Let Come What May

I am reading this morning in Acts 21. To set the background for what follows, I will share a verse from Acts 19 and one from Acts 20:

“Now after these events Paul resolved in the Spirit to pass through Macedonia and Achaia and go to Jerusalem, saying, ‘After I have been there, I must also see Rome.’” Ac. 19:21.

“And now, behold, I am going to Jerusalem, constrained by the Spirit, not knowing what will happen to me there, except that the Holy Spirit testifies to me in every city that imprisonment and afflictions await me.” Ac. 20:22-23

Acts 21:10-11 ESV

“While we were staying for many days, a prophet named Agabus came down from Judea. And coming to us, he took Paul’s belt and bound his own feet and hands and said, ‘Thus says the Holy Spirit, “This is how the Jews at Jerusalem will bind the man who owns this belt and deliver him into the hands of the Gentiles.”’”

We Will Suffer, Too

We as believers in Jesus Christ are not promised that life is going to be easy for us. We are also not promised a life free from suffering, trials, tribulations and persecutions. In fact, we are promised that, as followers of Jesus, that we will suffer like he suffered, and we’ll be hated as he was hated.

We are taught in the Scriptures, in fact, that we are to rejoice in our sufferings, knowing that suffering produces endurance, character, hope, steadfastness, maturity, and spiritual blessings. And it will provide opportunities for us to prove our faith genuine and to witness for Christ.

Also, when we suffer and we are comforted by our Lord, then when others suffer, we can comfort them with the same comfort we received in our suffering. And through suffering we also learn not to depend (rely) on ourselves but to depend fully on the Lord.

As well, we are disciplined (reproved, chastised) by the Lord for our good so that we may share in his holiness. “All discipline for the moment seems not to be joyful, but sorrowful; yet to those who have been trained by it, afterwards it yields the peaceful fruit of righteousness” (Heb 12:11).

[Rom 5:3-5; Phil 3:7-11; 1 Pet 1:6-7; 1 Pet 4:12-17; 1 Thess 3:1-5; Jas 1:2-4; Matt 5:10-12; Lu 21:12-19; 2 Co 1:3-11; Heb 12:3-12]

“Beloved, do not be surprised at the fiery trial when it comes upon you to test you, as though something strange were happening to you. But rejoice insofar as you share Christ’s sufferings, that you may also rejoice and be glad when his glory is revealed” (1 Pet 4:12-13).

Acts 21:12-14 ESV

“When we heard this, we and the people there urged him not to go up to Jerusalem. Then Paul answered, ‘What are you doing, weeping and breaking my heart? For I am ready not only to be imprisoned but even to die in Jerusalem for the name of the Lord Jesus.’ And since he would not be persuaded, we ceased and said, ‘Let the will of the Lord be done.’”

Well meaning Christians and some not-so-well meaning professers of faith in Jesus Christ are going to tell you that as a believer in Jesus Christ that you will not have to suffer, that you will not face trials and tribulations, and that you will not be persecuted for your faith in Jesus Christ.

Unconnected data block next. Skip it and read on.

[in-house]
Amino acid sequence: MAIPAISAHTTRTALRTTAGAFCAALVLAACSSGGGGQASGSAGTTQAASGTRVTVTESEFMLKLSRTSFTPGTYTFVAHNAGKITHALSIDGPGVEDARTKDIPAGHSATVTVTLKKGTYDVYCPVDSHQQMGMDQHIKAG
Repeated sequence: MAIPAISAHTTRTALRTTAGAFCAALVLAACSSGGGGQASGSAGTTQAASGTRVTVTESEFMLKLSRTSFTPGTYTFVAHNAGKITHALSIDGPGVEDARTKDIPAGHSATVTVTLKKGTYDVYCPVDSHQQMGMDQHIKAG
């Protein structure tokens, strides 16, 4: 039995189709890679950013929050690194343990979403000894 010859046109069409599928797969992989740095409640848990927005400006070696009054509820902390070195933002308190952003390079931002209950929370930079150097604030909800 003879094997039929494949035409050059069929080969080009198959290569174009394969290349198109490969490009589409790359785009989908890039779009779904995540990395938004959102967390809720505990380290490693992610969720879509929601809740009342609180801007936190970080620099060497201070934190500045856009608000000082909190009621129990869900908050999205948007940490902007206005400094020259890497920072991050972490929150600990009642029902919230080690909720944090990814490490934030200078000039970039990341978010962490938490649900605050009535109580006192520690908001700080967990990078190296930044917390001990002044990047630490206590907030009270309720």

But that’s just not biblical.

Many of them, in fact, give the impression that a “good Christian” is one who is well-liked and admired in the community, who blends in with the world, who is a good-deed doer, but who does not stand out as different. They give the idea that being a Christian means most people will like you.

So, if you literally follow the Scriptures and you actually live what they teach, and you take God and his Word seriously, and you follow Jesus’ example, and you say and do the kinds of things he said and did, they will not think you a “good Christian” but an oddball who doesn’t fit.

You will be called “crazy,” “out of touch with reality,” “hyper-religious,” “self-righteous,” “intolerant,” “legalistic,” one who hates, and one who teaches “works-based salvation,” so one who teaches lies instead of truth. You will not be well-liked, but most will reject you and ignore or persecute you.

And this is what the Scriptures teach that our lives will be like if we are literally following Jesus Christ and his word, and if we are doing what he says to do, and we are saying the things he said and that his word teaches. If they hated and persecuted Jesus, they will do the same to us.

But we should not fear being persecuted, ostracized, rejected, betrayed, abandoned, falsely accused, and dismissed as looney for following Jesus. We should be ready to suffer for the name of Jesus, and we should surrender ourselves to doing the will of God, let come what may.

Have Thine Own Way, Lord

Words by Adelaide A. Pollard, 1907
Music by George C. Stebbins, 1907

Have Thine own way, Lord! Have Thine own way!
Thou art the potter, I am the clay.
Mold me and make me after Thy will,
While I am waiting, yielded and still.

Have Thine own way, Lord! Have Thine own way!
Search me and try me, Master, today!
Whiter than snow, Lord, wash me just now,
As in Thy presence humbly I bow.

Have Thine own way, Lord! Have Thine own way!
Wounded and weary, help me I pray!
Power, all power, surely is Thine!
Touch me and heal me, Savior divine!

Have Thine own way, Lord! Have Thine own way!
Hold o’er my being absolute sway.
Fill with Thy Spirit till all shall see
Christ only, always, living in me!

2 thoughts on “Let Come What May

Leave a Reply

Fill in your details below or click an icon to log in:

WordPress.com Logo

You are commenting using your WordPress.com account. Log Out /  Change )

Google photo

You are commenting using your Google account. Log Out /  Change )

Twitter picture

You are commenting using your Twitter account. Log Out /  Change )

Facebook photo

You are commenting using your Facebook account. Log Out /  Change )

Connecting to %s